The transformation of the workforce that was taking place accelerated. The concept of Work from Home was always spoken about, but now it is a reality. Companies moved to virtual hiring practices such as video interviews, giving digital assignments, and also inducting them through various online modes. The processes of keeping a check on attendance, leave and working hours are now managed digitally. Training and Development turned into e-learning sessions where managers provide constant engagement.
But there was also strains on businesses and shifting worker priorities. Workloads increased, but there was a huge labour shortage. Soon after the second wave was over, companies were inclined to hire and revamp the workforce. Talent acquisition was on a rise and this time the way human capital management processes functioned had transformed. The pandemic pushed businesses to become adaptable and agile.
The trends which will continue and grow during 2022 are:
Remote working and geographical expansion in hiring
Quarantines, lockdowns, and self-imposed isolation have brought tens of millions of people around the world to work from home, accelerating experiments in the workplace that struggled to gain traction prior to the arrival of COVID-19. As employers seek out local, fully remote, and hybrid workplace models, organisations are now looking for new ways to increase employee visibility and better understand the needs of a distributed workforce. To facilitate connectivity without physical proximity, personal data provides insights into engagement and performance ups and downs, helping managers pull the appropriate levers to support high-performance remote or hybrid teams. Built on mutual trust, this new dynamic helps improve employee engagement and performance. Adaptability towards remote working has increased across sectors that were not previously comfortable with remote working.
Company’s purpose will drive workplace culture
As employers seek ways to encourage inclusion in new work models, that connection becomes a benchmark for employee culture. In a bond that promotes engagement, employers need to put their people first and think about the overall purpose of uniting their workforce. Workforce flexibility transcends perceived boundaries, and employers are taking human-centred initiatives to create a workplace where everyone can thrive. Diversity, equity and inclusion strategies have evolved further to make real measurable advances.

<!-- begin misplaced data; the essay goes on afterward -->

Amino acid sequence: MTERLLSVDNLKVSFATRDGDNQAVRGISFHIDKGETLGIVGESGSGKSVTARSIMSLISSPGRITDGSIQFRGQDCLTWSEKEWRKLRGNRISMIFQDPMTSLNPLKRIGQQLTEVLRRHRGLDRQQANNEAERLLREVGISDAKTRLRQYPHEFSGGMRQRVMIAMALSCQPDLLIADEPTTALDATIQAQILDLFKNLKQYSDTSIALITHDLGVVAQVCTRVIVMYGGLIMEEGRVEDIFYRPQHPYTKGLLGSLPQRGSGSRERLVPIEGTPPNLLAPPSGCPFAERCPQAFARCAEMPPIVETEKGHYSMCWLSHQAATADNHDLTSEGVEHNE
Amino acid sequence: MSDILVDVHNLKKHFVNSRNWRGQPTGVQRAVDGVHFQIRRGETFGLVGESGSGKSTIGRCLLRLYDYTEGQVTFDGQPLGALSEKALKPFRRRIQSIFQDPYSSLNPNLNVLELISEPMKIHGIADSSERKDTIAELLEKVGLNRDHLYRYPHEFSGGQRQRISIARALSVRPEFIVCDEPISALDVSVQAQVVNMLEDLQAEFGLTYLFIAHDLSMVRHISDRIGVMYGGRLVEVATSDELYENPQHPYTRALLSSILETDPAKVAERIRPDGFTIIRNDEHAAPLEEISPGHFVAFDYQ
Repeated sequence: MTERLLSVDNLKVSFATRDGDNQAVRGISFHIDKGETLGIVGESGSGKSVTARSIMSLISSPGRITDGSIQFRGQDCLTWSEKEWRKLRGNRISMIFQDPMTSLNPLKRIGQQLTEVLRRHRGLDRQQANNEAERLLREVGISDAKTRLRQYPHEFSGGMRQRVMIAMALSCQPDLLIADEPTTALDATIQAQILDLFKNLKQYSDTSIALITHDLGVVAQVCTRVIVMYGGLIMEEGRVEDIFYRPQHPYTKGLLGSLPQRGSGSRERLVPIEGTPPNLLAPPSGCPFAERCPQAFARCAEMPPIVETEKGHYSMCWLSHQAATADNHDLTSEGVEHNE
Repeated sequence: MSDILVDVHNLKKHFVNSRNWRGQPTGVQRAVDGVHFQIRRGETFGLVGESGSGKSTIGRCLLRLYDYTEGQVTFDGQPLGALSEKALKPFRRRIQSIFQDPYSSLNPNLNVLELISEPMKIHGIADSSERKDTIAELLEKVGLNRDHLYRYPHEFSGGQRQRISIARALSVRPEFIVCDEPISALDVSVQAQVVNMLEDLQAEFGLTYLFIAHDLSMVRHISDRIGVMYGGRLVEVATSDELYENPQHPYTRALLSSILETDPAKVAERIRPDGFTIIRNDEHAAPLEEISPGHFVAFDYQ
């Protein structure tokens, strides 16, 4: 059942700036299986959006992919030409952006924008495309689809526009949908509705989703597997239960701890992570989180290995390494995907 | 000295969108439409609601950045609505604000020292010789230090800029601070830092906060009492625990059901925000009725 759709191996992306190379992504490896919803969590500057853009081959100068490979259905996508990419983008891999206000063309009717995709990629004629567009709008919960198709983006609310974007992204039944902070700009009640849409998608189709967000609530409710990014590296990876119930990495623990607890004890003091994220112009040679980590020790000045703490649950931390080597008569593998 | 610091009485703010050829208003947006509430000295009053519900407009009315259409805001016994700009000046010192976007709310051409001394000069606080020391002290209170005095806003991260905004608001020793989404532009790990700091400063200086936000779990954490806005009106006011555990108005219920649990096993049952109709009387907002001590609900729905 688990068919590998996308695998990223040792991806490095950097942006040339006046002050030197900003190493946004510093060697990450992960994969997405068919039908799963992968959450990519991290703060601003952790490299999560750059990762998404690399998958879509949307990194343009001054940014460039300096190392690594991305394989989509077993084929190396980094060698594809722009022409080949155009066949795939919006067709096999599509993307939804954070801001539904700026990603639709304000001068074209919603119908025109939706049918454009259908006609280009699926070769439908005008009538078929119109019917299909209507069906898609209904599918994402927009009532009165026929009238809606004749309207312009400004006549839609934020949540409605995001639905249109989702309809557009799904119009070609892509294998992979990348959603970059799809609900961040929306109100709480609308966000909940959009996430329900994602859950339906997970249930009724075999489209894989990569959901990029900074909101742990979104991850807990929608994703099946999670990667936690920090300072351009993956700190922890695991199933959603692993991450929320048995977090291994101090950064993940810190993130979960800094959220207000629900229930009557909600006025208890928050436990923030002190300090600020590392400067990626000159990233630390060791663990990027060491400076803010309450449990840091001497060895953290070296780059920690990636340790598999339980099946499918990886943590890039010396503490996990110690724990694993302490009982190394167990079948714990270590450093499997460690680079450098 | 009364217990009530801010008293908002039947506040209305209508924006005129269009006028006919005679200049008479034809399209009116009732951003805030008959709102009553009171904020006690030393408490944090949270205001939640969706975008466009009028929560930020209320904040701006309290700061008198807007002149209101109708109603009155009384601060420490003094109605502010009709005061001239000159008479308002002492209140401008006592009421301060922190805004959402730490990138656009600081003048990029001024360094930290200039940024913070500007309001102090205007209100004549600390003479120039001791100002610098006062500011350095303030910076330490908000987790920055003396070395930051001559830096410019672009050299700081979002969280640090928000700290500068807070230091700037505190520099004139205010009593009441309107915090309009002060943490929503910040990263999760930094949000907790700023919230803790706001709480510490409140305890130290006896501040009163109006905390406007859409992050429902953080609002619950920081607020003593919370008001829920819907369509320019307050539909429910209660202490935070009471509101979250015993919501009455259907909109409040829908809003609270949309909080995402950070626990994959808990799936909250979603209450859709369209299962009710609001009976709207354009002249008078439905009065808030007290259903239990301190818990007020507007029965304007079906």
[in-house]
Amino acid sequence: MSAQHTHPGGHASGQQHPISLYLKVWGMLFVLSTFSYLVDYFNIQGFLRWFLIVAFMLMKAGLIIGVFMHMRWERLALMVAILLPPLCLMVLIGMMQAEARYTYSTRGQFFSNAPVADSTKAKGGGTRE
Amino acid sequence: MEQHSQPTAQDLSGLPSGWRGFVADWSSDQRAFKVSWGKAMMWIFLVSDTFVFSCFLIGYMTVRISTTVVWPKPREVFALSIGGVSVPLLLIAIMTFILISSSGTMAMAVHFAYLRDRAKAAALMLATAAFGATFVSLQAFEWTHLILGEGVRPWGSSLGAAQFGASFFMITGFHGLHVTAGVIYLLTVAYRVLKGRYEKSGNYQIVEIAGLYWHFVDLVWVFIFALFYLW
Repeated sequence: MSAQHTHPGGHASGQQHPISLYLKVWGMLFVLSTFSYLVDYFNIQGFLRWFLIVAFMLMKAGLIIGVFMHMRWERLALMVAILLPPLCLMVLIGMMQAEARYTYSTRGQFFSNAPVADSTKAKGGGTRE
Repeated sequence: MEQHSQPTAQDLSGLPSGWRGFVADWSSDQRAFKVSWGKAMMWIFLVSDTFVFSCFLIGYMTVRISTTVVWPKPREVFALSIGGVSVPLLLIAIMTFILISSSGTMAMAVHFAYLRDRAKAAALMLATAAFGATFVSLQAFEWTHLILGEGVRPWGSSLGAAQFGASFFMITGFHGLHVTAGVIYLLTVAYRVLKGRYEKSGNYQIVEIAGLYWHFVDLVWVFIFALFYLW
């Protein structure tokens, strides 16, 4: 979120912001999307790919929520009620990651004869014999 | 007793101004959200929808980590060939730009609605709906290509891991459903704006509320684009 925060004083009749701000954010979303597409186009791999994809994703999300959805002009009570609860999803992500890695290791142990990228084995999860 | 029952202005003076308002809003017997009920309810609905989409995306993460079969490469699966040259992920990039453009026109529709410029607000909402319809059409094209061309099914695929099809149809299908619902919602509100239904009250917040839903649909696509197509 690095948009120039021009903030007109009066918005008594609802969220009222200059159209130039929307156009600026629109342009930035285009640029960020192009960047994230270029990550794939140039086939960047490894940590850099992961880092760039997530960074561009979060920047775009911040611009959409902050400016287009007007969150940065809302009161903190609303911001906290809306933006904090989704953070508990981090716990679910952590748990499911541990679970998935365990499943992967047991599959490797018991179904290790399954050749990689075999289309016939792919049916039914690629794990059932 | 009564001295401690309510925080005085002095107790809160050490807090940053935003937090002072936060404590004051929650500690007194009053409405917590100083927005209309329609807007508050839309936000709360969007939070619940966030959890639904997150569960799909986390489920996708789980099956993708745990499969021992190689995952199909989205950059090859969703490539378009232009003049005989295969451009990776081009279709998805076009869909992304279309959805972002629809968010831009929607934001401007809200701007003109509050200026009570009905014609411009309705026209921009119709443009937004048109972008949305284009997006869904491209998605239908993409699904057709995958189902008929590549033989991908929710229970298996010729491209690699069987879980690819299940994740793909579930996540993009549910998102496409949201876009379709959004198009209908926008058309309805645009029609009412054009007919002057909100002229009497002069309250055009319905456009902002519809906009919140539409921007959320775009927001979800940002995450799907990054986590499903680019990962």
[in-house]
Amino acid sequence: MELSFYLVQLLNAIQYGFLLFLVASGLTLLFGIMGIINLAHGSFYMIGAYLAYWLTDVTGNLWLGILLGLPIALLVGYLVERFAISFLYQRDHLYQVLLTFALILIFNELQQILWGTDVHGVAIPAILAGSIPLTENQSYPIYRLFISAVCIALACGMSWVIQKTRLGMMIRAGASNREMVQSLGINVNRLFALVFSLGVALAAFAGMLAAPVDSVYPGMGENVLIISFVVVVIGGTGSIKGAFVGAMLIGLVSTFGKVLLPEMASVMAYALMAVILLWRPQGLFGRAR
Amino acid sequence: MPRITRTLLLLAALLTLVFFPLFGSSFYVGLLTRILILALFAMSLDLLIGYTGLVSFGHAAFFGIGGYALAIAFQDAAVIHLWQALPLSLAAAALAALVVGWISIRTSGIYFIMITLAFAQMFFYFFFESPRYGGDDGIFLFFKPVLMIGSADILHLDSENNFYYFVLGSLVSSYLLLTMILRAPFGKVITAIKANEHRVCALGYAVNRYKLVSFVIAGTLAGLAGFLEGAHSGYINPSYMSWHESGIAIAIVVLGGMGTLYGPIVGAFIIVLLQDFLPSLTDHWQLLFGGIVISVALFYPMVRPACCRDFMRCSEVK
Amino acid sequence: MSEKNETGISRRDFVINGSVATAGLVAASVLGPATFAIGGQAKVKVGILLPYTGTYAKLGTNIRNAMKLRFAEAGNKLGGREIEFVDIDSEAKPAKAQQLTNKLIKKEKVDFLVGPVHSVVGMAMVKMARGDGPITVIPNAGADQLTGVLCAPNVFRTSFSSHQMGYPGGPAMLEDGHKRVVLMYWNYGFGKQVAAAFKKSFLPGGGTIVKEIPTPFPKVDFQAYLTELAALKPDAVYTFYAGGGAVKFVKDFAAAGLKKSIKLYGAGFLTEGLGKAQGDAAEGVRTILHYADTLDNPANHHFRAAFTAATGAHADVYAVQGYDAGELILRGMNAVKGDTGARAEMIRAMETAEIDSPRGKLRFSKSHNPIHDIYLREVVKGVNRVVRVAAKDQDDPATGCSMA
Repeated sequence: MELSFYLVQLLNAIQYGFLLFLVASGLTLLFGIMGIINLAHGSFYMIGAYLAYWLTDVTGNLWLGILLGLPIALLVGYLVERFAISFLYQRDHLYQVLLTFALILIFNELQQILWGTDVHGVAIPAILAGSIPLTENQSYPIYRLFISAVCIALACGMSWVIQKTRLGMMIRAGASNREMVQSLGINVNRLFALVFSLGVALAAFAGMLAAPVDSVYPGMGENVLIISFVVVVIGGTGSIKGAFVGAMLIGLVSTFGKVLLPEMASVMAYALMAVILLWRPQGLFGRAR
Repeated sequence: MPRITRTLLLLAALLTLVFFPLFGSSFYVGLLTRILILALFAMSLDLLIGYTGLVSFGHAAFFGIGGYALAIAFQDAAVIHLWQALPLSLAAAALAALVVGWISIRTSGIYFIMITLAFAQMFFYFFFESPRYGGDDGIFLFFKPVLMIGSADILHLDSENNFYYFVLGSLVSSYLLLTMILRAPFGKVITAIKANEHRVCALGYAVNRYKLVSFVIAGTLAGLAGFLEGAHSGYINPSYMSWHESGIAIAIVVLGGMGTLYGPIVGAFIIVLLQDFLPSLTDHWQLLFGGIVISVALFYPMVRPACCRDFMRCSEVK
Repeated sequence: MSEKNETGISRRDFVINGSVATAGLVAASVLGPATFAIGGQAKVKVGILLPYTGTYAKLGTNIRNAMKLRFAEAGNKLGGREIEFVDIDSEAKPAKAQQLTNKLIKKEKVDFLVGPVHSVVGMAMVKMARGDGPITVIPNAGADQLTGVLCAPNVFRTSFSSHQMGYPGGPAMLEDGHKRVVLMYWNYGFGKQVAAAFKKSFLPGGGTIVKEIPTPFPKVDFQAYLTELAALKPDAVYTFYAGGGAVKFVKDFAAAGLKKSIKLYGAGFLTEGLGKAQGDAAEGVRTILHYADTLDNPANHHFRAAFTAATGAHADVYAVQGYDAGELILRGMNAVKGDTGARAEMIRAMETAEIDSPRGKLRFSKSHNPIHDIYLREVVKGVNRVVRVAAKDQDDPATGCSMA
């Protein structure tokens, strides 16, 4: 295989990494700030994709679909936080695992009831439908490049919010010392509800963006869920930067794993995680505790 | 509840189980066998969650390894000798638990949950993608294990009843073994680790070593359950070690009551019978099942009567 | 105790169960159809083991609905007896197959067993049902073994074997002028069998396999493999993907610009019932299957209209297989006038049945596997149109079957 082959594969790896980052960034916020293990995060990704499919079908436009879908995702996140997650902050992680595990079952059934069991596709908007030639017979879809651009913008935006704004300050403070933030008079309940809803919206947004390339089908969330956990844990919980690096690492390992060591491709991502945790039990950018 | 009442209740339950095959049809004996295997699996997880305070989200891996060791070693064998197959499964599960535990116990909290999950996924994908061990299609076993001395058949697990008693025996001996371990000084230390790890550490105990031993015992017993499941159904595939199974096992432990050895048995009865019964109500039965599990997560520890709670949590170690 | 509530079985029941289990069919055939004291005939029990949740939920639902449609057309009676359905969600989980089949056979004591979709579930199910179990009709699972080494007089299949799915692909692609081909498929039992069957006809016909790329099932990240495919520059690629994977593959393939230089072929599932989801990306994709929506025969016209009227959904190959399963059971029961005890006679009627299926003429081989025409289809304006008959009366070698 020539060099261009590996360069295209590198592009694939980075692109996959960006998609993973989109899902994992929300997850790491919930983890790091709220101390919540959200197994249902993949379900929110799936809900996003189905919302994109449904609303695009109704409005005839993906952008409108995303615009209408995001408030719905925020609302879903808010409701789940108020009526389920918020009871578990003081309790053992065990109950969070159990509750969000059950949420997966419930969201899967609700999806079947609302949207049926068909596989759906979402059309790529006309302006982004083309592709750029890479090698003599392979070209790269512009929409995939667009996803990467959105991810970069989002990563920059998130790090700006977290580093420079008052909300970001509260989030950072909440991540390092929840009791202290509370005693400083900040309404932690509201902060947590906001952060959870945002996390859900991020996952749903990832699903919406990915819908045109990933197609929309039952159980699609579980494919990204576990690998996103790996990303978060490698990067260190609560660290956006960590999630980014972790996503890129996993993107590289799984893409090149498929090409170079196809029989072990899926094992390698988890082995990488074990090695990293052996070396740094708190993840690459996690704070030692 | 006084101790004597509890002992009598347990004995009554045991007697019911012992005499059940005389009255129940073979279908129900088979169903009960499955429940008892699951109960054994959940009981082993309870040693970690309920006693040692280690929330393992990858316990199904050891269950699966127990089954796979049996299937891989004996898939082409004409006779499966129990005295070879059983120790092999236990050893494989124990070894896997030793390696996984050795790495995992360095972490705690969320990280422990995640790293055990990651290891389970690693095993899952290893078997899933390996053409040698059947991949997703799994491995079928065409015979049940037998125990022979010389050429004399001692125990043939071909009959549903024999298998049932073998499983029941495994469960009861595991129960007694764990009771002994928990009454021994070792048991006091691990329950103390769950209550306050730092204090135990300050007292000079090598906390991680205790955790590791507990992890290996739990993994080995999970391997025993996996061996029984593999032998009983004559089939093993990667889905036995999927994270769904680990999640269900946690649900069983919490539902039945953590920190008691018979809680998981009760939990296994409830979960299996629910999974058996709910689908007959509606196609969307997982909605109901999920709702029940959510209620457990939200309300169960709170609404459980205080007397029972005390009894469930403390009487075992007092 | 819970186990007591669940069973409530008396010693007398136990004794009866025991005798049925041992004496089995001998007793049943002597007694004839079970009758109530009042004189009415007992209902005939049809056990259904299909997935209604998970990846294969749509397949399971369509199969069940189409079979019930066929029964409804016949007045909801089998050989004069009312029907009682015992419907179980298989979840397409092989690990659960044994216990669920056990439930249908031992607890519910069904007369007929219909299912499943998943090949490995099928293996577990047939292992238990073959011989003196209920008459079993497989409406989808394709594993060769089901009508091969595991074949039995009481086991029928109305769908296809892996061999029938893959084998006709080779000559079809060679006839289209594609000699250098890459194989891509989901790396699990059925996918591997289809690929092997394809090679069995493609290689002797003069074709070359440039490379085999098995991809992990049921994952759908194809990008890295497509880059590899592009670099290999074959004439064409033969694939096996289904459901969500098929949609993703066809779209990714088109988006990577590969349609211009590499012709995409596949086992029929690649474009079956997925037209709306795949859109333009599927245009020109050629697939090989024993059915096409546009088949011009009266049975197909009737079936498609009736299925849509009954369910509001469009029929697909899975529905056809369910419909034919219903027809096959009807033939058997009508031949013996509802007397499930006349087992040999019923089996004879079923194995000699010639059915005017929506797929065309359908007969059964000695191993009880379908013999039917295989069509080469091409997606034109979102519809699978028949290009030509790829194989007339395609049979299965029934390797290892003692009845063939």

Data will be at the forefront
Employees remain remote and hybrid, increasing operational considerations and compliance requirements and adding to the already complex regulatory landscape. Executives rely on more real-time data to proactively engage in compliance and guide decision making to move forward. Quality data is important in giving a company the confidence it needs to act. Employers use up-to-date personal information to better manage their return to work, for example, vaccination tracking and testing.
Innovation will promote growth
As business models evolve in the midst of global change, companies look to technologies that increase efficiency and expand capabilities by reducing responsibility and reorganising efforts for strategic growth initiatives. This digitization benefits both employers and employees as they seek more flexibility and control in their experience.
With roles evolving, a surge in skills-based hiring will drive innovation further. Employees are being retrained into their desired focus area, they continue to prioritize their skills and seize the opportunity to harness their unique strengths. To improve performance, employers need to focus on these individual strengths and provide employees with the opportunity to develop new skills or embark on new career paths with more growth opportunities. In addition, employers are using helpful technologies such as machine learning to identify employees with the right skills in their own location, such as a pool of former applicants who have previously applied for other positions.
Employees have grown during this pandemic. Now, more than ever, they are focused on learning skills and self-development. Reskilling and upskilling were at the forefront during COVID-19. The concept of remote working has boosted productivity as it provides them with flexibility. The pandemic helped businesses shift their focus from organisational growth to self-growth as well.